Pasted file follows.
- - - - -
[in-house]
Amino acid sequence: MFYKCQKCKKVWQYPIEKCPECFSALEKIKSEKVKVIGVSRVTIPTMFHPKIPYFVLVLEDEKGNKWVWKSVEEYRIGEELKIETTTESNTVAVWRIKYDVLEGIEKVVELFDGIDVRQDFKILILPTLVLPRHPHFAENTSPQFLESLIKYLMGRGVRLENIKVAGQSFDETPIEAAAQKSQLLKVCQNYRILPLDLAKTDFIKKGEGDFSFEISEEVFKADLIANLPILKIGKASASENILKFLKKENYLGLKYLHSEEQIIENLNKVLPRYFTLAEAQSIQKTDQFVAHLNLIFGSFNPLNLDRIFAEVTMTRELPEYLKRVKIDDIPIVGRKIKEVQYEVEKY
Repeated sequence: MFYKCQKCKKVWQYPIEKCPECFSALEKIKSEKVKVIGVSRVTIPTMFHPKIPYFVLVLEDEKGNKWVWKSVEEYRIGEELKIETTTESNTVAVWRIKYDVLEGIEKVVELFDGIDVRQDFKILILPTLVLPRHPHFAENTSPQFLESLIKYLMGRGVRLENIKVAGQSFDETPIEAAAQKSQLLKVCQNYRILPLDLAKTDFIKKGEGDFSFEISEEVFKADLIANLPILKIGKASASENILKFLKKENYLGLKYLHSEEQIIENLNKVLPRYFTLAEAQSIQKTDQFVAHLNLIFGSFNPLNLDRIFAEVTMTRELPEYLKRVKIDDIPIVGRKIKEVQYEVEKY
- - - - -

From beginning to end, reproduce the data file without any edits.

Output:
[in-house]
Amino acid sequence: MFYKCQKCKKVWQYPIEKCPECFSALEKIKSEKVKVIGVSRVTIPTMFHPKIPYFVLVLEDEKGNKWVWKSVEEYRIGEELKIETTTESNTVAVWRIKYDVLEGIEKVVELFDGIDVRQDFKILILPTLVLPRHPHFAENTSPQFLESLIKYLMGRGVRLENIKVAGQSFDETPIEAAAQKSQLLKVCQNYRILPLDLAKTDFIKKGEGDFSFEISEEVFKADLIANLPILKIGKASASENILKFLKKENYLGLKYLHSEEQIIENLNKVLPRYFTLAEAQSIQKTDQFVAHLNLIFGSFNPLNLDRIFAEVTMTRELPEYLKRVKIDDIPIVGRKIKEVQYEVEKY
Repeated sequence: MFYKCQKCKKVWQYPIEKCPECFSALEKIKSEKVKVIGVSRVTIPTMFHPKIPYFVLVLEDEKGNKWVWKSVEEYRIGEELKIETTTESNTVAVWRIKYDVLEGIEKVVELFDGIDVRQDFKILILPTLVLPRHPHFAENTSPQFLESLIKYLMGRGVRLENIKVAGQSFDETPIEAAAQKSQLLKVCQNYRILPLDLAKTDFIKKGEGDFSFEISEEVFKADLIANLPILKIGKASASENILKFLKKENYLGLKYLHSEEQIIENLNKVLPRYFTLAEAQSIQKTDQFVAHLNLIFGSFNPLNLDRIFAEVTMTRELPEYLKRVKIDDIPIVGRKIKEVQYEVEKY